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Nitre-blue can anyone explain its use??

Discussion in 'Shop Talk - BladeSmith Questions and Answers' started by jff428, Aug 5, 2012.

  1. jff428


    Dec 23, 2011
    I see alot of damascus now is fire blue when I looked into it I found Nitre-blue referance.
    How is this done? The info says you heat the solution to 600 degrees .Wont that ruin the temper
    of any steel you use ? So can anyone explain the process and prep ?I really like the look but am not
    sure how its done. Also what prep is needed on the damascus before applying this product? Or am I
    looking at the wrong stuff? Thanks:confused:
  2. Stacy E. Apelt - Bladesmith

    Stacy E. Apelt - Bladesmith ilmarinen - MODERATOR Moderator Knifemaker / Craftsman / Service Provider

    Aug 20, 2004
    You heat the salts to 550-600F and immerse the blade or hardware in the molten salts. It is only in there for a few seconds, so it does not ruin the temper. The change is almost instant. Use a sturdy wire hook to dip the blade or fitting in and out.
    If held there longer than a minute it could soften things a bit. However, 1095 that was fully hardened will be at Rc 57-58 if held at a 600F temper for an hour. There is no real worry about temper embrittlement with niter bluing, as the soak is far too short ( and temper embrittlement is not really a knife issue).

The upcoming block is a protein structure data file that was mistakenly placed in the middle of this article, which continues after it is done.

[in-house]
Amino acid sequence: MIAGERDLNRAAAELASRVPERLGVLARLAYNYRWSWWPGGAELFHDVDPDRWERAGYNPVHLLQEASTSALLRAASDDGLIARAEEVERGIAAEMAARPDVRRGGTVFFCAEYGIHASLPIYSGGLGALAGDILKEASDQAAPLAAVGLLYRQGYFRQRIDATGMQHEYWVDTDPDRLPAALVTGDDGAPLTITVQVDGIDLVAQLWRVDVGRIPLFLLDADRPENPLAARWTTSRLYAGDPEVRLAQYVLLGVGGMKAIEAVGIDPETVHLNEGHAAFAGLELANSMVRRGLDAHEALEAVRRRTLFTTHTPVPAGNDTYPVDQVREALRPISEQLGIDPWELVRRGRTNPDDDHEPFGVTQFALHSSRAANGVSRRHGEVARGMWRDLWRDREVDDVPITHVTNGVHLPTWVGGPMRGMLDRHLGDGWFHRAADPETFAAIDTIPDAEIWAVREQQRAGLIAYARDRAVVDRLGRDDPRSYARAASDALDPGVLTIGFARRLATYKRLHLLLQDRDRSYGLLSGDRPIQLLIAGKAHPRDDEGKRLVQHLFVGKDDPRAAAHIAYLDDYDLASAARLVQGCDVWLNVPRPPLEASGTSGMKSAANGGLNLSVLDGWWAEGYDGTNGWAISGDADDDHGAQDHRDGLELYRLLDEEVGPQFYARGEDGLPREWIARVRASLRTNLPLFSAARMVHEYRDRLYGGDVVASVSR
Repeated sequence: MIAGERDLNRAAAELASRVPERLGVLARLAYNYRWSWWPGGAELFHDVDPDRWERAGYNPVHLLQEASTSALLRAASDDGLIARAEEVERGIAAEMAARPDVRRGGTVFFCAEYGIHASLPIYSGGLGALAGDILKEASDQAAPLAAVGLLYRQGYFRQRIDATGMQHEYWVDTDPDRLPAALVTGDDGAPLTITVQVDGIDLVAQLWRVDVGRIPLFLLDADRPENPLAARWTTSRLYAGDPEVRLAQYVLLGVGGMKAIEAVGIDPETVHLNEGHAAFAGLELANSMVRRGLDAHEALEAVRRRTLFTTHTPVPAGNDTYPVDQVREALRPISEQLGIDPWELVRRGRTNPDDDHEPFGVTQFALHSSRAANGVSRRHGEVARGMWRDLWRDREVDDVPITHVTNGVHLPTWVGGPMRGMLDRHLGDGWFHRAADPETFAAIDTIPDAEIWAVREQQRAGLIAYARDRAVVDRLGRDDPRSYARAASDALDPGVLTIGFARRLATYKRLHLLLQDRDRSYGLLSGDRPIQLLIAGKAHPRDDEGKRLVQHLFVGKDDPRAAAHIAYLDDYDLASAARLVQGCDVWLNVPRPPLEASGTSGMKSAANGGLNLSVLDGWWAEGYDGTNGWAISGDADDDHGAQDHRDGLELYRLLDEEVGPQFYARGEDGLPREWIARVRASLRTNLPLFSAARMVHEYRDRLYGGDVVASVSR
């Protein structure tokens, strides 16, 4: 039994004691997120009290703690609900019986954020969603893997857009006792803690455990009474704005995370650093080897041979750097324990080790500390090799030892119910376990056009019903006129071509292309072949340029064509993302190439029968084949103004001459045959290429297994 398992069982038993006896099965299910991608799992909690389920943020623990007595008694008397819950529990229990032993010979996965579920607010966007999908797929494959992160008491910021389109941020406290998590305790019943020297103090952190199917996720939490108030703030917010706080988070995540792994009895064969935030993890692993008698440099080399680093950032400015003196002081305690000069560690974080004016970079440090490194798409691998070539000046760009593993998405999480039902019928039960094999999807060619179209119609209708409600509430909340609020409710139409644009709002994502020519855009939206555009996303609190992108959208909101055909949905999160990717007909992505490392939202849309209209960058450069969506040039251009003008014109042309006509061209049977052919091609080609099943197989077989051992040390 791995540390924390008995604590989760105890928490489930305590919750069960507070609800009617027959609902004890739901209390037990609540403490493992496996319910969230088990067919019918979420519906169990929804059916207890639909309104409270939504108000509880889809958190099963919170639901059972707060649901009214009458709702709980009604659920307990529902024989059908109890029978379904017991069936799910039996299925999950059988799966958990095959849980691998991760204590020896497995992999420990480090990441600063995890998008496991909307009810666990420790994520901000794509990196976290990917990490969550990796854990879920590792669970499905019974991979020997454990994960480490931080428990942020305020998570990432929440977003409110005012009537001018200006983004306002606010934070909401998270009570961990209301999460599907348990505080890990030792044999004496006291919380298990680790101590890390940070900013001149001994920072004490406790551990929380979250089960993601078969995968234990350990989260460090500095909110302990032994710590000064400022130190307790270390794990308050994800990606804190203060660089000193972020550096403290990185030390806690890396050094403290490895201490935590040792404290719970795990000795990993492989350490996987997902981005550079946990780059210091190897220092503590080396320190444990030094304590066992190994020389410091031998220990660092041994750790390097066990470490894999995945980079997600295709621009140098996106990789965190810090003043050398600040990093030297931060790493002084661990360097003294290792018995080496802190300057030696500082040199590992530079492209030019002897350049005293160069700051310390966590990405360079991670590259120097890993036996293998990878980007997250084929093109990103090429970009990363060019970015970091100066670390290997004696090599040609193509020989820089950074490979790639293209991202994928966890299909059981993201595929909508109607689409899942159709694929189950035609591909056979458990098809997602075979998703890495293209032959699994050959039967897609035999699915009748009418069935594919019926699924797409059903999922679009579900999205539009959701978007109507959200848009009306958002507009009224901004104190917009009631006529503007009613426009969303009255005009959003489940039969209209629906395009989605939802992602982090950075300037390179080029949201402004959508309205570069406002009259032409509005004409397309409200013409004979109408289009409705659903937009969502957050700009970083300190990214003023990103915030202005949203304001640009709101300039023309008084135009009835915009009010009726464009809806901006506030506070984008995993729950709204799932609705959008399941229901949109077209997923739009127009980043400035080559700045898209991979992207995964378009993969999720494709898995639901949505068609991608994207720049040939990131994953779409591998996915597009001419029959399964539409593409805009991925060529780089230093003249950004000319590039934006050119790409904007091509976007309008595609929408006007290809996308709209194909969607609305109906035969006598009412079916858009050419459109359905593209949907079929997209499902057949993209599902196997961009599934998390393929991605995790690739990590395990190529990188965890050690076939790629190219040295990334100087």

3. Rick Marchand

    Rick Marchand Donkey on the Edge Moderator Knifemaker / Craftsman / Service Provider

    Jan 6, 2005
    About 3-4 months ago, I was all worried about tempering embrittlement. Turned out to be a non-issue... real... but there are much more prevalent ways to screw up a knife.

    As far as the bluing salts... I am not to educated on them. BUT I do know that I get an as-quenched hardnes of 65-66HRC with 1095 in HQK and tempering at 600F for 2hrs puts me down to 54-55HRC for digging/prospecting tools. That thin edge on your knives must be getting over tempered in a 600F bath... even if only for a minute or two.
  4. cdent


    Aug 28, 2005
    I believe Brownells has a pdf for how to use their nitre blue salts that might answer your questions. I think Rick is right though and you may have to decide on some trade off between appearance and edge holding.

    Good luck with it, Craig
  5. butcher_block

    butcher_block KnifeMaker / Craftsman / Service Provider Knifemaker / Craftsman / Service Provider

    Dec 6, 2004
    while i know that tempering temp/times can vary i would never subject a "plain" steel blade to those temps (fittings are whole different story )

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